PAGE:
Some people will see this and think “Ha! Easier said than done”. But those people don’t have a big financial goal yet. 

And I’m not talking about increasing your hours or taking on a second job. 

If you commit to increasing your income, all of a sudden you’ll start to see opportunities you haven’t considered before, or things you thought of as sacrifices won’t feel like sacrifices anymore. 

For starters, you can: 

  • Ask for a raise or find out what it will take to get a promotion
  • Upgrade your skills to get a better position

And if you have a dead-end job, you can:

  • Freelance your skills for some extra cash
  • Find where else you can have an additional stream of income (like rent out your basement, your parking space, or whatever else might be rentable.) 

A lot of these will require an investment, but again. When you commit to a big goal, it’s worth it. 

Option B: Decrease your spending

short-term financial goals - saving

A lot of us are guilty of mindless spending. 

In fact, after paying my credit card bills last month, I realized that I – a money blogger – have gone a little overboard with Christmas spending this year. 

It’s okay. Just take that mindless spending and make it mindful. Always compare it to your big financial goal. When you have your big goal in front of you, cutting down on spending will be easy. 

Start with something easy, like stop eating out or cancel some subscriptions. Move into medium, like refinance your mortgage, and then go all in – like get rid of your car. 

Sound drastic? Not when you compare it to your big goal, it’s not! 

You may be thinking, I can’t do any of those things! I can’t stop eating out because I have no time to cook, I can’t cancel Netflix because my kids love it, I can’t refinance my mortgage because I just signed it, and I can’t get rid of my car because I love it too much.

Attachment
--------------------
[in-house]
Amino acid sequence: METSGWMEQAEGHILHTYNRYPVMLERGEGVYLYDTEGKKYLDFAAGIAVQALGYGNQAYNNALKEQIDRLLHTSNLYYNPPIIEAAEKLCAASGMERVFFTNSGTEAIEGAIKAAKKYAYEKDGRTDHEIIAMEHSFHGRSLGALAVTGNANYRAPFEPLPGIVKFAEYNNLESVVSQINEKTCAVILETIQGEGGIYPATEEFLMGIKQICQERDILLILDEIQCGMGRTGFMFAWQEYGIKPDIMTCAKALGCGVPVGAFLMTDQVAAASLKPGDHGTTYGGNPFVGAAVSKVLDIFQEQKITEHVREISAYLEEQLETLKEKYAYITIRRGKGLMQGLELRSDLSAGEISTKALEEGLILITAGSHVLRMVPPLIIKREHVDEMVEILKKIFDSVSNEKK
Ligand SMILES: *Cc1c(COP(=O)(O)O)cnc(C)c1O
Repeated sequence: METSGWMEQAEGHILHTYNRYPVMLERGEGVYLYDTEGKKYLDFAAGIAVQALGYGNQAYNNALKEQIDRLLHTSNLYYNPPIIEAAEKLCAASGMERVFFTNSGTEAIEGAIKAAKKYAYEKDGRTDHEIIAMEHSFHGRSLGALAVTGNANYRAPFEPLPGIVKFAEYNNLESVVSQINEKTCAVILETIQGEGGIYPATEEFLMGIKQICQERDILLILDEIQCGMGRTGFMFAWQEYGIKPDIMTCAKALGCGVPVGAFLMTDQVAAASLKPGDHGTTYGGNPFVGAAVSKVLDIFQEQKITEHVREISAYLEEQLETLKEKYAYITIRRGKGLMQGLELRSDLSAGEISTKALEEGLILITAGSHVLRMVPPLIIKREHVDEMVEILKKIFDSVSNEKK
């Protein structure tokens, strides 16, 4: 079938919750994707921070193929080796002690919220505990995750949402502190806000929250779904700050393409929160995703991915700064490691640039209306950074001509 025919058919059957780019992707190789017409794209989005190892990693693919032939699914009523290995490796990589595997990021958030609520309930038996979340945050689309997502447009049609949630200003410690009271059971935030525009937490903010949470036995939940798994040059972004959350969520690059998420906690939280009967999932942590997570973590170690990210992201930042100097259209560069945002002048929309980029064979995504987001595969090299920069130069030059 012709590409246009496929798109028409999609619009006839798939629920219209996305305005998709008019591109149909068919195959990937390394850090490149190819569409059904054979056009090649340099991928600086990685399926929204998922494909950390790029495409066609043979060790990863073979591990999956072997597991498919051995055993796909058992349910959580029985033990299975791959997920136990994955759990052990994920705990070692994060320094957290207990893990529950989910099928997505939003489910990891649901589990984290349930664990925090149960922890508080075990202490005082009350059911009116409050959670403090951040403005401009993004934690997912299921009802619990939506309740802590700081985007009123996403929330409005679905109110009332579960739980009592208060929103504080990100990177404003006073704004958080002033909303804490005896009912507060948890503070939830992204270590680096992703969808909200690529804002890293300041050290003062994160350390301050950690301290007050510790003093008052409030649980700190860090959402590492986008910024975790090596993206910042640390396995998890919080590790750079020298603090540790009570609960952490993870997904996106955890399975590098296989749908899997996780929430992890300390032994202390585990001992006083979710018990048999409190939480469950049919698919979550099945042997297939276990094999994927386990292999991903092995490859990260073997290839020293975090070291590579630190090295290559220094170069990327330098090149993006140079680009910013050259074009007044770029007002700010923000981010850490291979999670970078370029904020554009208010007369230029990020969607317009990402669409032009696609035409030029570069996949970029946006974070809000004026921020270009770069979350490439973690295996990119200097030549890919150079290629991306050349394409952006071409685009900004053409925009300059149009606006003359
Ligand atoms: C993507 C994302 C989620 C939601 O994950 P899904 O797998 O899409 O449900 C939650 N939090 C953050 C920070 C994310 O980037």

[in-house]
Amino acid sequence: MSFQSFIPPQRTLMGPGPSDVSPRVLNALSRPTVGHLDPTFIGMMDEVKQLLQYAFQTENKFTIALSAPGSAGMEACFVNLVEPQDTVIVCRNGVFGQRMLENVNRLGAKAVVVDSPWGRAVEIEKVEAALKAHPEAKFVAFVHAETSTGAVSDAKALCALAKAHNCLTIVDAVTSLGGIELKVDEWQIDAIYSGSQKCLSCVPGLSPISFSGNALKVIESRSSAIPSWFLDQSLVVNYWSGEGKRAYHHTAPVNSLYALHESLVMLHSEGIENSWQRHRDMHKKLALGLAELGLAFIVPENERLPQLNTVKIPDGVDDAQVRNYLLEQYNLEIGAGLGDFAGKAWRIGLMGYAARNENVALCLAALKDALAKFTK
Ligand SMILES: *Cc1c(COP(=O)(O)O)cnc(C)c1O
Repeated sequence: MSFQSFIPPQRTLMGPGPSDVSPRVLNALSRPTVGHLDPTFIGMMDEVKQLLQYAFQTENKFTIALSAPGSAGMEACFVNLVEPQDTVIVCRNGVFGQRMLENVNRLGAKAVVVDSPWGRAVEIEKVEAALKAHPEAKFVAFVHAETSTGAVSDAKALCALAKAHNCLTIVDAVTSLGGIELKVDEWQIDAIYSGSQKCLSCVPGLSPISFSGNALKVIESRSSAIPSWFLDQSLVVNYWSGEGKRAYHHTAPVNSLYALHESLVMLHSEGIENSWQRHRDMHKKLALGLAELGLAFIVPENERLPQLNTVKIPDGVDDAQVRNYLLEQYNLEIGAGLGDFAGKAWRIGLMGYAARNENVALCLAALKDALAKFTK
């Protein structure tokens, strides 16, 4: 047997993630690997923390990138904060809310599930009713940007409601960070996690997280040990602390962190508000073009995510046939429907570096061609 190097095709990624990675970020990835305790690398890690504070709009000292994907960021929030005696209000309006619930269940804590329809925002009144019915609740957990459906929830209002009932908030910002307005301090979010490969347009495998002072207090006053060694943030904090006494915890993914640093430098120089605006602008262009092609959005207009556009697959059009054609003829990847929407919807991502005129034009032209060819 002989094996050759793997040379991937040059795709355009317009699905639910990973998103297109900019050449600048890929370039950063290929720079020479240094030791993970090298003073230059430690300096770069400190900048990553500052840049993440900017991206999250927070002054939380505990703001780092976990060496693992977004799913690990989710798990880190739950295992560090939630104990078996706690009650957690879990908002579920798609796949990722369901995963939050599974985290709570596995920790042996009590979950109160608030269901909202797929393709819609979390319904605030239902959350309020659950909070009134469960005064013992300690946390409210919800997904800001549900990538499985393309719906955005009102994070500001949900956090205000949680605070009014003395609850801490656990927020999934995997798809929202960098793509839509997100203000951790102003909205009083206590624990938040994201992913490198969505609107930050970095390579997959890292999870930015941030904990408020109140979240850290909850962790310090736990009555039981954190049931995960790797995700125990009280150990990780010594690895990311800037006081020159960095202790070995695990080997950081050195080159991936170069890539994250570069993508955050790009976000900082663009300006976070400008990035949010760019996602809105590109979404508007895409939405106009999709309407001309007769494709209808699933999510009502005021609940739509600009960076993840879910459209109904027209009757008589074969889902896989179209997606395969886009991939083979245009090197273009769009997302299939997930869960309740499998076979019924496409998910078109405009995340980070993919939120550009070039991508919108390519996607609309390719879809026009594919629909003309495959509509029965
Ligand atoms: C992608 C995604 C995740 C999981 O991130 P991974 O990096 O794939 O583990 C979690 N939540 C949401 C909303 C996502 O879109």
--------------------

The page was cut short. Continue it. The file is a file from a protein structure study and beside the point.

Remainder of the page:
In other words, excuses. 

I’m not saying that there are only 4 ways to save money, I just want you to ask yourself, where are you mindlessly spending money that you could be putting towards your dream. 

Read More:
My entire How to Save section has everything from saving money on childcare to saying NO to spendy friends.

(Including why everyone does “frugal living” wrong)

3. Start Investing if you haven’t already 

If you’re already a master investor, then skip this part. But if you’re not investing, what’s your excuse? 

Excuse 1: I don’t know how. 

Listen. You have to start somewhere. You don’t want to reach your eighties with regrets. Are you someone who goes for your dreams or are you someone who sits out and watches everyone else go for it? 

Read more: Simple investing for beginners

Excuse 2: I’ll get around to it next year. 

Ever heard of compound interest? Even a couple of years of a head start could mean millions more in the bank. The best decision you can ever make is to start now

Excuse 3: The economy is all wrong right now. 

Who told you that? The market is always wrong. Everyone’s always screaming and freaking out. It’s their job to make it look harder than it is. Sitting out is the only bad decision you can make. 

financial goals - investing

Read more: Investing during a recession – 5 steps to make it stress-free

Excuse 4:  I don’t have money to make it worthwhile 

It’s actually better to start when you don’t have a lot of money. You get to master the learning curve when the stakes aren’t as high. Besides, there are other ways to invest small sums of money for BIG returns. 

Read more: How to invest at each wealth level from $1K to $10M

Excuse 5: I need that money for something else right now

You always will. You have to forcefully find a way to invest in your dreams. It doesn’t happen by itself. You have to make the commitment. 

Read more: 3 Most Lucrative Ways to spend your stimulus check.

4. Get into BIG investing 

What’s big investing? 

I love my simple index funds and all, but at some point it makes sense to spread out and try new things. 

Personally, I’ve invested in rental properties. Lots and lots of them. But I’m always learning about the next thing. Currently, I’m eyeing some apartment buildings. I’m not there yet, but I’m soaking in everything I can so that I can make an informed move as soon as I’m ready. 

You should be doing the same thing. Even if you’re not ready to make the bigger investment moves, start learning. 

Read more:
Review of top 4 real estate investing courses (with special discounts)
How to invest like a multi-millionaire
Crowdfunded real estate investing. Plus top eREITs


And now I’d love to hear about your big goal and what excuses you’re prepared to bust through this year. 

Happy 2021!